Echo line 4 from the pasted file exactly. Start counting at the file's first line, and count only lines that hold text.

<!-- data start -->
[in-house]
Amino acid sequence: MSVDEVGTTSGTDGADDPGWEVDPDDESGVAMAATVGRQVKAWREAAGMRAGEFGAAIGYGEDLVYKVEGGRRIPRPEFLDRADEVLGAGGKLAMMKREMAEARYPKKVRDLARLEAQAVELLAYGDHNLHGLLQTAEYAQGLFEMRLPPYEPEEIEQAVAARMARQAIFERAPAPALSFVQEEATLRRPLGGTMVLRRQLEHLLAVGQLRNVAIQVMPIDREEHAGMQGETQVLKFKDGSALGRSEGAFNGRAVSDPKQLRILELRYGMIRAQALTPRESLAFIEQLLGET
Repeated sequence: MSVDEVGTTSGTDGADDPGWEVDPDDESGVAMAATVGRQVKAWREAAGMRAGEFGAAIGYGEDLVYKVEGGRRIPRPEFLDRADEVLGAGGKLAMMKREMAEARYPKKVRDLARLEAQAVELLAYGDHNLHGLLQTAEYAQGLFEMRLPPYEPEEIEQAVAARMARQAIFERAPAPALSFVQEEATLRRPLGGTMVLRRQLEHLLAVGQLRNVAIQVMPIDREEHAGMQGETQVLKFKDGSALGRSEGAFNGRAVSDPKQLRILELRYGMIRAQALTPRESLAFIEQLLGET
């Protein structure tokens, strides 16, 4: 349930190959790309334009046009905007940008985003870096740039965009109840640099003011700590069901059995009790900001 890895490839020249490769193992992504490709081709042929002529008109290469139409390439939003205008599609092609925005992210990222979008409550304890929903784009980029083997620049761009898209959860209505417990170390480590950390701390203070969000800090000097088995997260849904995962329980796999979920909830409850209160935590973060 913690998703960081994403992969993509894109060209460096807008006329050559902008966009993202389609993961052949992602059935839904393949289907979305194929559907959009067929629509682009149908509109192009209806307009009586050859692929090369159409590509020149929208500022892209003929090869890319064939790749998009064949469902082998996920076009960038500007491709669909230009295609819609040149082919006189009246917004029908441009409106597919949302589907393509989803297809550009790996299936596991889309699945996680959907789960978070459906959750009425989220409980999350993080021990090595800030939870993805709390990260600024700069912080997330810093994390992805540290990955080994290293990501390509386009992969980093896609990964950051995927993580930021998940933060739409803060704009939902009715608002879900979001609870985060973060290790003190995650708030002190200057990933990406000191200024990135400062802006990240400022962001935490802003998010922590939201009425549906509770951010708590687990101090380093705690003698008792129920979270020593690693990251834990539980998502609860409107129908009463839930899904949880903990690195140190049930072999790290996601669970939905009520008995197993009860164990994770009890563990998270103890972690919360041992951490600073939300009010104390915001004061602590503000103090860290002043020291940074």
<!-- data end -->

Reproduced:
């Protein structure tokens, strides 16, 4: 349930190959790309334009046009905007940008985003870096740039965009109840640099003011700590069901059995009790900001 890895490839020249490769193992992504490709081709042929002529008109290469139409390439939003205008599609092609925005992210990222979008409550304890929903784009980029083997620049761009898209959860209505417990170390480590950390701390203070969000800090000097088995997260849904995962329980796999979920909830409850209160935590973060 913690998703960081994403992969993509894109060209460096807008006329050559902008966009993202389609993961052949992602059935839904393949289907979305194929559907959009067929629509682009149908509109192009209806307009009586050859692929090369159409590509020149929208500022892209003929090869890319064939790749998009064949469902082998996920076009960038500007491709669909230009295609819609040149082919006189009246917004029908441009409106597919949302589907393509989803297809550009790996299936596991889309699945996680959907789960978070459906959750009425989220409980999350993080021990090595800030939870993805709390990260600024700069912080997330810093994390992805540290990955080994290293990501390509386009992969980093896609990964950051995927993580930021998940933060739409803060704009939902009715608002879900979001609870985060973060290790003190995650708030002190200057990933990406000191200024990135400062802006990240400022962001935490802003998010922590939201009425549906509770951010708590687990101090380093705690003698008792129920979270020593690693990251834990539980998502609860409107129908009463839930899904949880903990690195140190049930072999790290996601669970939905009520008995197993009860164990994770009890563990998270103890972690919360041992951490600073939300009010104390915001004061602590503000103090860290002043020291940074």